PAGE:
One Day Out with Green Team #5




Hutt Valley, 19 August – As part of my contribution to the Green party election campaign, I joined the Green’s Billboard Team #5. Our team was assigned to the Rimutaka Electorate – and it was an eventful day…

We began at 10am, assembling at a private residence in the Lower Hutt suburb of Woburn. Teams were assigned suburbs throughout Lower Hutt and the Rimutaka Electorate.  Vehicles were loaded with timber; corflute sheets of varying sizes; nails, and tools. The weather was cloudy, but sunny and the day continued to warm.

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But we were on limited time. The weather forecast was not brilliant for the afternoon. We would have to do as much work as possible in the limited time available.

Team number 5 headed north.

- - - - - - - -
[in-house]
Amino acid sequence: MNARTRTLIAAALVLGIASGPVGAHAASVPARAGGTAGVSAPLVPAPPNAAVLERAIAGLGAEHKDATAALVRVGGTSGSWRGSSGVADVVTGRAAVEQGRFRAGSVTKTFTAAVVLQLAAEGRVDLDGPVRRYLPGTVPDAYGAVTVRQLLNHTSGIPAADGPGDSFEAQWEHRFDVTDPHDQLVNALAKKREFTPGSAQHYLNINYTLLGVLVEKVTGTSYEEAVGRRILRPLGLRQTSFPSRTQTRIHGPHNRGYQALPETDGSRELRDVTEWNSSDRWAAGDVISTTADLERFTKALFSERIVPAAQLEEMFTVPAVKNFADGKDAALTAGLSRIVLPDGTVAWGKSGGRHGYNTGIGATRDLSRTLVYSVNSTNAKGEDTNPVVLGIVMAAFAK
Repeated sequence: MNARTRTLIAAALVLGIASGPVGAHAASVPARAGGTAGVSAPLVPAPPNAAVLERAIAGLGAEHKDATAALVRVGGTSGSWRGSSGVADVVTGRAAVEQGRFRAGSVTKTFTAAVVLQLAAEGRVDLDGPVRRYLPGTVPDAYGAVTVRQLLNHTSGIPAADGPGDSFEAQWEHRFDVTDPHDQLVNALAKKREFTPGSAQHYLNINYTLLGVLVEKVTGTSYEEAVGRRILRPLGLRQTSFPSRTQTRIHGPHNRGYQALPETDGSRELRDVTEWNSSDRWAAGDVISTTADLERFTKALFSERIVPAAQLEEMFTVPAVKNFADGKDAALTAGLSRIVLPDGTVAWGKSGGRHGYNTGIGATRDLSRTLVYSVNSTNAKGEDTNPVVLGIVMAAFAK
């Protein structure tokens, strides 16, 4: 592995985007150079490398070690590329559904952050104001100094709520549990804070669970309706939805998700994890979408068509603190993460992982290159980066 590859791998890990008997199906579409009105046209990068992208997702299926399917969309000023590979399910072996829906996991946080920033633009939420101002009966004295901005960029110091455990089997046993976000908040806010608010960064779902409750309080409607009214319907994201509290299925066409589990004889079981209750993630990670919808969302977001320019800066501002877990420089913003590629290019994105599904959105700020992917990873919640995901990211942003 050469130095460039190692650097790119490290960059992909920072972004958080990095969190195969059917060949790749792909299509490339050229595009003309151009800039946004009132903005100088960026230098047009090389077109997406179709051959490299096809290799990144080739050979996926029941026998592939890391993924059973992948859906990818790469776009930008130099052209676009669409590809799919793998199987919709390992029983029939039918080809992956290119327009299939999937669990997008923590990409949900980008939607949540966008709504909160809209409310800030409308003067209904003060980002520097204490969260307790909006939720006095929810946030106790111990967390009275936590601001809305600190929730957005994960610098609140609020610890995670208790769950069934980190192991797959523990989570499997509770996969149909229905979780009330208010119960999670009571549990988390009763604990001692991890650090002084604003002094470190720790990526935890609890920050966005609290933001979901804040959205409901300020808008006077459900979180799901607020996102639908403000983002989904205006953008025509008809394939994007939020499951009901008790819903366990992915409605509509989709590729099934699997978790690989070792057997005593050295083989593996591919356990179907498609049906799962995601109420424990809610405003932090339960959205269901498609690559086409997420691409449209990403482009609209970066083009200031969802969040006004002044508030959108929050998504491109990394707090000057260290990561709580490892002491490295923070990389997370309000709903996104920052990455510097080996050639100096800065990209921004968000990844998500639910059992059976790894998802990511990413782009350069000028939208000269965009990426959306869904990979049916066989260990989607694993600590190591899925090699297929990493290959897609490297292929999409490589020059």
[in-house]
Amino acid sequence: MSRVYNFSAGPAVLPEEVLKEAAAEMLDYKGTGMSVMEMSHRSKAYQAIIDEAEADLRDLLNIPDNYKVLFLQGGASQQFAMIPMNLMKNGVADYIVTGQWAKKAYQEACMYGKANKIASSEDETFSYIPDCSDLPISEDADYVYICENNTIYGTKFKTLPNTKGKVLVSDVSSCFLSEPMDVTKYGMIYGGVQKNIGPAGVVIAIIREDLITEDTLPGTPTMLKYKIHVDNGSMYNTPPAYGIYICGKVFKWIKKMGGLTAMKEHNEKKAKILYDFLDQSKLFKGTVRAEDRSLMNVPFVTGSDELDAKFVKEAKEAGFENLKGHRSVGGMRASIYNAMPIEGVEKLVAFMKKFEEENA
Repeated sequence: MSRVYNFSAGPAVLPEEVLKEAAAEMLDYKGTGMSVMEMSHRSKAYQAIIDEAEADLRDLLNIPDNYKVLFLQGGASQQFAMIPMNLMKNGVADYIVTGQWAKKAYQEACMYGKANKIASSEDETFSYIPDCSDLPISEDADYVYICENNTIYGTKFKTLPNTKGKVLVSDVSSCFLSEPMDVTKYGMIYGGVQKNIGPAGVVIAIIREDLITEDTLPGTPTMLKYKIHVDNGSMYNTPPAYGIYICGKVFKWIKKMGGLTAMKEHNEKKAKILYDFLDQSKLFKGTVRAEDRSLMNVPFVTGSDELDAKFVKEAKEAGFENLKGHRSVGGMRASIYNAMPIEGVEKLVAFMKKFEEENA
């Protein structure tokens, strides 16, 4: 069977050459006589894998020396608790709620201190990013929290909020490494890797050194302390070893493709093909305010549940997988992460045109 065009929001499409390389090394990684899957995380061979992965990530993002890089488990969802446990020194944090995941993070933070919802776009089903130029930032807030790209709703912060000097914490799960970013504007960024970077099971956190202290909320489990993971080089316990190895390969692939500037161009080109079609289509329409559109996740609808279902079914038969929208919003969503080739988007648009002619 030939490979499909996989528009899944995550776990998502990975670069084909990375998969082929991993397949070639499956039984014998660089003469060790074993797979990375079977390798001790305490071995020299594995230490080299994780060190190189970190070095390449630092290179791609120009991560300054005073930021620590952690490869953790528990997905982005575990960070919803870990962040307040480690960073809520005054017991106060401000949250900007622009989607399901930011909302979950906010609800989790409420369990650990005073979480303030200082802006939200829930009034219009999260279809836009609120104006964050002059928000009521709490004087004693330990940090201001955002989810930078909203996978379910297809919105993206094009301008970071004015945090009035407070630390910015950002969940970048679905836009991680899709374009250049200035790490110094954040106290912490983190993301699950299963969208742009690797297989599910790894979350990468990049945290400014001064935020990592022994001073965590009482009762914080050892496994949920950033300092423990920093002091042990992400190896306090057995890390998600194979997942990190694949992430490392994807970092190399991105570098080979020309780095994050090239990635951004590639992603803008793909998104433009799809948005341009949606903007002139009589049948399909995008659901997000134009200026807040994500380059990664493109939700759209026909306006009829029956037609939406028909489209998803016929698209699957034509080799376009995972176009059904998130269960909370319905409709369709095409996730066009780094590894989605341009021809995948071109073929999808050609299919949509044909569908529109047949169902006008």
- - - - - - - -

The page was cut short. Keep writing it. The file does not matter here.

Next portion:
Our first stop; Waiwhetu Road in Lower Hutt, to replace a small corflute with a larger one on a private residence’s fence. Private residence’s fences are a fast, cheap, easy way to put up billboards. Usually no framing is required, just nails or staples. Five minutes and the job is done.

Then on to Upper Hutt.

The team had previously erected several billboards over the previous weeks and were well-experienced in the technique. Recent rain had softened the ground, making it easier to drive in the stakes to which legs and support-struts were attached;


Frank Macskasy The Daily Blog election 2017 - billboards - green party


(Note: not all team members were included in these images. Some did not want to be photographed, others were working on other billboard frames.)

The soft ground that made our work so easy would  prove to be problematic later on.

Several households throughout the electorate were  happy to have smaller corflutes attached to their fences;



The team moved to existing billboards, repairing damage caused by vandals in one instance – and by recent windgusts in another. At Gibbon Street, Green Party members charitably re-erected an ACT Party billboard that had been knocked over by vandals;